Photo-tautomerization study increases accuracy of atmospheric models
New findings help to close the gap between predicted and recorded concentrations of organic acids in the troposphere.
Sunlight is responsible for generating a large proportion of the atmosphere's formic acid, according to an international study published in the journal Nature Communications. The study, co-authored by Dr Lisa Whalley and Professor Dwayne Heard of the School of Chemistry and the National Centre for Atmospheric Science, helps to explain why current atmospheric models tend to under-estimate concentrations of formic acid and paves the way for more accurate models.
Photo-tautomerization of acetaldehyde as a photochemical source of formic acid in the troposphere offers direct experimental evidence under atmospheric conditions that acetaldehyde, an organic compound that occurs widely in nature, can be converted by sunlight into its enol form, vinyl alcohol. This alcohol readily reacts with hydroxyl radicals, leading to the formation of formic acid, which contributes significantly to the acidity of pristine rainwater.
How so much formic acid ends up in our atmosphere has been a long-standing puzzle for atmospheric simulations. Current models tend to under-predict levels of formic acid by a factor of two or more in comparison to observations – but until now, the reason for this has been unclear.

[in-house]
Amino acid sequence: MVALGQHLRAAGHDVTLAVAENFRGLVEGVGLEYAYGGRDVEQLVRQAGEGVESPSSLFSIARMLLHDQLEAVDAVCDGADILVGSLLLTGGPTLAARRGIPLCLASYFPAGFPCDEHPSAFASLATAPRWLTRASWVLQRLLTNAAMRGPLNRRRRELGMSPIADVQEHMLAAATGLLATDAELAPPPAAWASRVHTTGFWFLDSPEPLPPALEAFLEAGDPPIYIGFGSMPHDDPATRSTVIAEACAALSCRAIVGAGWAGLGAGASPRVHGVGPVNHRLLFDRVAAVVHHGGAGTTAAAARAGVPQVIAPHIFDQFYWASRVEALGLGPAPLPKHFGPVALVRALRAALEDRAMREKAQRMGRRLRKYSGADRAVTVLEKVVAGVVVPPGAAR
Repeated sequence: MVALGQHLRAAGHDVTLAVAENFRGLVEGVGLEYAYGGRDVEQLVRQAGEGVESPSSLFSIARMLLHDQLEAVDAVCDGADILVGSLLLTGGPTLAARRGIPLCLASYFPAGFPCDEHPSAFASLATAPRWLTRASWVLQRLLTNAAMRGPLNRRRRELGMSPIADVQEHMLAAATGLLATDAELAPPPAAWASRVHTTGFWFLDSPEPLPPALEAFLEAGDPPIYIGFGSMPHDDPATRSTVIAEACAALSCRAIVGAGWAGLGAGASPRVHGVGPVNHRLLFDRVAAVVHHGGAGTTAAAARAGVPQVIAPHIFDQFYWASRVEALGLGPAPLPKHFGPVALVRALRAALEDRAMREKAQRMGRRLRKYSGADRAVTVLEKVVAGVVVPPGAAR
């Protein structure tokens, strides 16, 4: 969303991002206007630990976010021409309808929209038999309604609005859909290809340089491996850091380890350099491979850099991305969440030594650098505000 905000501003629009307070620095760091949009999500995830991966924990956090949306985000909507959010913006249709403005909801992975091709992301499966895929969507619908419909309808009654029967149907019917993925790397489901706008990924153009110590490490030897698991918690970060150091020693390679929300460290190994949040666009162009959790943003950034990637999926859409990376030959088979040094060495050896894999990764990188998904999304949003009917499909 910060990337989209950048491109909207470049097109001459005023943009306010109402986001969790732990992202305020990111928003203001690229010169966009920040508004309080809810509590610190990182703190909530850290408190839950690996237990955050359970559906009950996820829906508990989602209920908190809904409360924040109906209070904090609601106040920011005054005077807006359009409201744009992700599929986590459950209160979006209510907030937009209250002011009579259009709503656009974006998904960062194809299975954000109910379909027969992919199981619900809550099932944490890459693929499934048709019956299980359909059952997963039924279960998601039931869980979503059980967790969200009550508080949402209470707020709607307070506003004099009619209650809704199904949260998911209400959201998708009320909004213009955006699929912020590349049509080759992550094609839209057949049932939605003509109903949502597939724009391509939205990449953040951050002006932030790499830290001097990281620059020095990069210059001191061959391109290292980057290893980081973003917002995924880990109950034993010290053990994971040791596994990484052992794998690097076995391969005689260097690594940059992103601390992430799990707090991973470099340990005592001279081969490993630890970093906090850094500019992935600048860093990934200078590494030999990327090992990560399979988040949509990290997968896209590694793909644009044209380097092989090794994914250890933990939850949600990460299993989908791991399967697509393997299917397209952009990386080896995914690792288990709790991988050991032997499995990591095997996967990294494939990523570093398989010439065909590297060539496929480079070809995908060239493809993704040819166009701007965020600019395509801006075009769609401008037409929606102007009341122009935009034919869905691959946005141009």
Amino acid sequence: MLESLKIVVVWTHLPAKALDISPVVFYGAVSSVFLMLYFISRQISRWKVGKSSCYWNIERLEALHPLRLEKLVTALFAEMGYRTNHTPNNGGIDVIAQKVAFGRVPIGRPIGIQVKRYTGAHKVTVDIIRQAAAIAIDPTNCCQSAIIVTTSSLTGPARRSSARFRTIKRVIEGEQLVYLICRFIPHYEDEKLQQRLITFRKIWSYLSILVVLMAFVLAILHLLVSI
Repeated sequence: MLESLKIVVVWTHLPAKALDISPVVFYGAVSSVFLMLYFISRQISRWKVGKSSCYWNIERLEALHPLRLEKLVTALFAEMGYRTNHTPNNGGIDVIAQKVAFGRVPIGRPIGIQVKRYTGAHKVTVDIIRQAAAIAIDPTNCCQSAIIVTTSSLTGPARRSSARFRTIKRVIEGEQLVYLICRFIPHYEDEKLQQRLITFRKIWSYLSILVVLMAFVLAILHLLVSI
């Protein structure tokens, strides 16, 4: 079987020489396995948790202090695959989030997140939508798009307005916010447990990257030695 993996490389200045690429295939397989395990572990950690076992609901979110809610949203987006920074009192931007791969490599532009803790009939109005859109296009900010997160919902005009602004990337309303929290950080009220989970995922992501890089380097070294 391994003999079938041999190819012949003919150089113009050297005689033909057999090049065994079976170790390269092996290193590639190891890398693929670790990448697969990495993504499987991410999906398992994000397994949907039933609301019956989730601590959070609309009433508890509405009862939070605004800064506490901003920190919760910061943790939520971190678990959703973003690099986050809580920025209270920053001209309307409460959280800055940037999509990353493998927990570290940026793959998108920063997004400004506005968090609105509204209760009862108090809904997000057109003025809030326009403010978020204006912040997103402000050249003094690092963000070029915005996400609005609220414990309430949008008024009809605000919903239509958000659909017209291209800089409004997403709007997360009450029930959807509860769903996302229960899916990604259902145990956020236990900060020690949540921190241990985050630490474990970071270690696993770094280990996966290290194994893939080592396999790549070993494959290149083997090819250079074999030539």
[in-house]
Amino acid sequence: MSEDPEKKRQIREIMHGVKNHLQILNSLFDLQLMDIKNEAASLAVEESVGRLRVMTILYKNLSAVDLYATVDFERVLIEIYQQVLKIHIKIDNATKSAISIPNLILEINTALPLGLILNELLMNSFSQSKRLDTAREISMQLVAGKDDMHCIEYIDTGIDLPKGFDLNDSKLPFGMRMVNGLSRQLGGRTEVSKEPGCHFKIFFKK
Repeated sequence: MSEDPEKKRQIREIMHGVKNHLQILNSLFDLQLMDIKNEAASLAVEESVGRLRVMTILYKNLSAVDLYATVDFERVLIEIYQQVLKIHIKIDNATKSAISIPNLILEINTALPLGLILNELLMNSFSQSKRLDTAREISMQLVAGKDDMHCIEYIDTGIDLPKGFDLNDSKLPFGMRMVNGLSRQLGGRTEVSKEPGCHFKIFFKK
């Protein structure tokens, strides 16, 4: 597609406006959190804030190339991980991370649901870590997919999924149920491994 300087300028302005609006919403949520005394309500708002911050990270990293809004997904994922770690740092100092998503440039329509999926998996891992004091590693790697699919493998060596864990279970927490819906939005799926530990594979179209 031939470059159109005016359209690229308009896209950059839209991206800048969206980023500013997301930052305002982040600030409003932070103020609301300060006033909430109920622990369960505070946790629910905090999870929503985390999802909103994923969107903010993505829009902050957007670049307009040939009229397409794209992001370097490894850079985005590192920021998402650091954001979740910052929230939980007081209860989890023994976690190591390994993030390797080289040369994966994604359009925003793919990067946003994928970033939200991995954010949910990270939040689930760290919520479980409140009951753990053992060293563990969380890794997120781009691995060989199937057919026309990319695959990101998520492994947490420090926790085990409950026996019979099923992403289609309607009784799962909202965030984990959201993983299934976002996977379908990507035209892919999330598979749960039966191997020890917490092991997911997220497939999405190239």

When this pathway to formation was added, a box model using the Master Chemical Mechanism increased its prediction of formic acid by a factor of ~1.7 in a polluted troposphere and ~3 in a pristine one, closing a significant proportion of the gap between models and measurements taken in the field. The experiments carried out as part of the study showed that this photo-tautomerization process occurs under a range of different wavelengths present in natural sunlight.
An interesting corollary to these results is that, while acetaldehyde was the focus of the study, there may be many more atmospheric carbonyl compounds that are subject to similar processes. Further investigation of these could, in future, further increase the accuracy of atmospheric models both on local and global scales.
The study was an international and interdisciplinary collaboration, with other contributors from the University of Minnesota, Sandia National Laboratories, the University of the Pacific, the University of Sydney and the University of New South Wales. Atmospheric measurements taken in London were used to represent a polluted environment, as well as Cape Verde, representing a pristine one.
“Photo-tautomerization of acetaldehyde as a photochemical source of formic acid in the troposphere”, Nature Communications, Miranda F. Shaw, Bálint Sztáray, Lisa K. Whalley, Dwayne E. Heard, Dylan B. Millet, Meredith J. T. Jordan, David L. Osborn, Scott H. Kable